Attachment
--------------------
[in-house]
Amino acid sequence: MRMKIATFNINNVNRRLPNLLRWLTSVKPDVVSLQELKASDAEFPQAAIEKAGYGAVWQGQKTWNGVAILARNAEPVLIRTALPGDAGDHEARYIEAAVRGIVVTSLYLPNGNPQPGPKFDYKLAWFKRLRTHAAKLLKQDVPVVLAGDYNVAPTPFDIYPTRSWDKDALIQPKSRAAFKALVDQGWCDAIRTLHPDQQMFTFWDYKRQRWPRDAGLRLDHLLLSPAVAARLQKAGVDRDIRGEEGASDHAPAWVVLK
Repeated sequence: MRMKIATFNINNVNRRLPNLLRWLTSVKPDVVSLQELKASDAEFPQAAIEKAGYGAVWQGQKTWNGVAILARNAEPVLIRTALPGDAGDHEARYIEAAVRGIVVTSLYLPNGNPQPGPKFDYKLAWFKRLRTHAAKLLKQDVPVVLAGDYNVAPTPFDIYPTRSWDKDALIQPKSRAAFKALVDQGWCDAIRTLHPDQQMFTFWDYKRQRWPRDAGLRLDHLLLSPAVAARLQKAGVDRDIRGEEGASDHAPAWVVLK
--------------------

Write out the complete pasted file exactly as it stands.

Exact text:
[in-house]
Amino acid sequence: MRMKIATFNINNVNRRLPNLLRWLTSVKPDVVSLQELKASDAEFPQAAIEKAGYGAVWQGQKTWNGVAILARNAEPVLIRTALPGDAGDHEARYIEAAVRGIVVTSLYLPNGNPQPGPKFDYKLAWFKRLRTHAAKLLKQDVPVVLAGDYNVAPTPFDIYPTRSWDKDALIQPKSRAAFKALVDQGWCDAIRTLHPDQQMFTFWDYKRQRWPRDAGLRLDHLLLSPAVAARLQKAGVDRDIRGEEGASDHAPAWVVLK
Repeated sequence: MRMKIATFNINNVNRRLPNLLRWLTSVKPDVVSLQELKASDAEFPQAAIEKAGYGAVWQGQKTWNGVAILARNAEPVLIRTALPGDAGDHEARYIEAAVRGIVVTSLYLPNGNPQPGPKFDYKLAWFKRLRTHAAKLLKQDVPVVLAGDYNVAPTPFDIYPTRSWDKDALIQPKSRAAFKALVDQGWCDAIRTLHPDQQMFTFWDYKRQRWPRDAGLRLDHLLLSPAVAARLQKAGVDRDIRGEEGASDHAPAWVVLK